She said a lot of things to me I didn't appreciate but understood where she was coming from. She asked me to text her why I was firing her and got even angrier when I refused to put anything in writing.
At this point, I'd paid her $5,275 out of our originally agreed upon $6,500 and was willing to just end things right then and there. She was not. She threatened to put a lien on my property if I didn't pay her the rest of the money owed by Sunday evening. I don't know much about that whole process, but I was pretty sure it didn't work that way.
(Spoiler alert: I was right.)
Come Monday morning I get an email from her at 4:57 am that contains an invoice. If she were to file for a lien, she'd need an invoice. I open it up and immediately start angry laughing. She was invoicing me for an additional $8,745.92. ON TOP OF THE MONEY I'D ALREADY PAID.
Oh brother was I mad. I spent a fair portion of my childhood being bullied, so I can easily recognize one now. She hoped by sending me an official looking invoice that I would get scared and pay up.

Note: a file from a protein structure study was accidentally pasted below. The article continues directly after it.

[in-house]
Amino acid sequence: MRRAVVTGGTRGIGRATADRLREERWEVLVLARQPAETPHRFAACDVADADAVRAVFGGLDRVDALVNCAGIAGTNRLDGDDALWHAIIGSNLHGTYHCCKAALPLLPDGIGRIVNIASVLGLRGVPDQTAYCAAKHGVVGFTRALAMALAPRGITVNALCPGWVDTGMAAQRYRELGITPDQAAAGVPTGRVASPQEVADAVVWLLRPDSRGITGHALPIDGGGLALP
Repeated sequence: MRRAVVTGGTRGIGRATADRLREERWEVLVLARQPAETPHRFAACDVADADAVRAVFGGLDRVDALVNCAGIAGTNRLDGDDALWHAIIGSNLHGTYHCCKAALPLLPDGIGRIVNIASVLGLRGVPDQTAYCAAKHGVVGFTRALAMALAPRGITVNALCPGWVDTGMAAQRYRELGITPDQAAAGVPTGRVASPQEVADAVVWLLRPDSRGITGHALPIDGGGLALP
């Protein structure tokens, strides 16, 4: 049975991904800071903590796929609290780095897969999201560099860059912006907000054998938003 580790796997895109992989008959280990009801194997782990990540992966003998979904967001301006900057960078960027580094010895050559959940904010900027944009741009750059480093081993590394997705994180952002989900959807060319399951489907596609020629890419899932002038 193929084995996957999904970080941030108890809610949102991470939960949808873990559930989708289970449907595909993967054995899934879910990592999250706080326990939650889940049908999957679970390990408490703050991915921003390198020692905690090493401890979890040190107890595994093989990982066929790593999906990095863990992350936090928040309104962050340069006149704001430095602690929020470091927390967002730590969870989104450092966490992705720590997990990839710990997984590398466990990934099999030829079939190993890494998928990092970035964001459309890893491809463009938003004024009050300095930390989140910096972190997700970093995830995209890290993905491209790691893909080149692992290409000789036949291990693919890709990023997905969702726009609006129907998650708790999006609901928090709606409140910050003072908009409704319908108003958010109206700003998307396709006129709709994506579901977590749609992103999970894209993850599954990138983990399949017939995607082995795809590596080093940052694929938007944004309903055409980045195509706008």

Well she was wrong. I might be new at this, but I'm not stupid and I'm a very quick study. I spent some time looking over the legal statutes with my work wife (a formal legal admin) and came to the conclusion she had no legal leg to stand on.
This conclusion was further cemented when I chatted with a lawyer. I love my job, because I work with some very sharp, talented, and connected people. It's not every day you get access to the head counsel of a Fortune 500 company and are able to ask them for recommendations. I got hooked up with a fabulous lawyer who told me I was going to be just fine.
We didn't sign a contract, so she couldn't file a lien. She didn't file a commencement of work notice, so she couldn't file a lien. (The law changed July 1st. Guess she should've kept up with that!) I'd also paid her for work already done, so she couldn't file a lien.
She couldn't come after me for breach of contract, because we didn't sign a contract.
She couldn't come after me in small claims court, because the amount she pulled out of her butt was over the limit of $5,000.